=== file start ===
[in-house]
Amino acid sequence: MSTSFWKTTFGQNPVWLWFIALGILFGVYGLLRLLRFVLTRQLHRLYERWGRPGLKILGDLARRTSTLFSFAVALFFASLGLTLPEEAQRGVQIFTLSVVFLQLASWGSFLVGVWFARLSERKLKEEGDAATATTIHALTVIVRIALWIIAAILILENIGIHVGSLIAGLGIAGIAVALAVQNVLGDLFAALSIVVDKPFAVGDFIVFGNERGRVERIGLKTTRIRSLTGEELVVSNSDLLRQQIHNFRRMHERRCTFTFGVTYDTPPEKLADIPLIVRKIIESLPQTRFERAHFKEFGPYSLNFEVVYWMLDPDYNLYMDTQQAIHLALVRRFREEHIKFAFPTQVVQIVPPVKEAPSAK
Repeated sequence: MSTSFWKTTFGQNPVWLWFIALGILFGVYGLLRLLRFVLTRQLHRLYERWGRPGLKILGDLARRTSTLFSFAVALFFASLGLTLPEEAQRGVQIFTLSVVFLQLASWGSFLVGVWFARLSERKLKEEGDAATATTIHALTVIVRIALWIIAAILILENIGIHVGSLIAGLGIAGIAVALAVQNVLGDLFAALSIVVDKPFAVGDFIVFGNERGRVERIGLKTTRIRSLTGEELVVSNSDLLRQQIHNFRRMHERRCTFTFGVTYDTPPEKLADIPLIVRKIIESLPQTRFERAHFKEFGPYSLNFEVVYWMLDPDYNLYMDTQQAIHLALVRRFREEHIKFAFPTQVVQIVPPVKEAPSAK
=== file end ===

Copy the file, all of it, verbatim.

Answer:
[in-house]
Amino acid sequence: MSTSFWKTTFGQNPVWLWFIALGILFGVYGLLRLLRFVLTRQLHRLYERWGRPGLKILGDLARRTSTLFSFAVALFFASLGLTLPEEAQRGVQIFTLSVVFLQLASWGSFLVGVWFARLSERKLKEEGDAATATTIHALTVIVRIALWIIAAILILENIGIHVGSLIAGLGIAGIAVALAVQNVLGDLFAALSIVVDKPFAVGDFIVFGNERGRVERIGLKTTRIRSLTGEELVVSNSDLLRQQIHNFRRMHERRCTFTFGVTYDTPPEKLADIPLIVRKIIESLPQTRFERAHFKEFGPYSLNFEVVYWMLDPDYNLYMDTQQAIHLALVRRFREEHIKFAFPTQVVQIVPPVKEAPSAK
Repeated sequence: MSTSFWKTTFGQNPVWLWFIALGILFGVYGLLRLLRFVLTRQLHRLYERWGRPGLKILGDLARRTSTLFSFAVALFFASLGLTLPEEAQRGVQIFTLSVVFLQLASWGSFLVGVWFARLSERKLKEEGDAATATTIHALTVIVRIALWIIAAILILENIGIHVGSLIAGLGIAGIAVALAVQNVLGDLFAALSIVVDKPFAVGDFIVFGNERGRVERIGLKTTRIRSLTGEELVVSNSDLLRQQIHNFRRMHERRCTFTFGVTYDTPPEKLADIPLIVRKIIESLPQTRFERAHFKEFGPYSLNFEVVYWMLDPDYNLYMDTQQAIHLALVRRFREEHIKFAFPTQVVQIVPPVKEAPSAK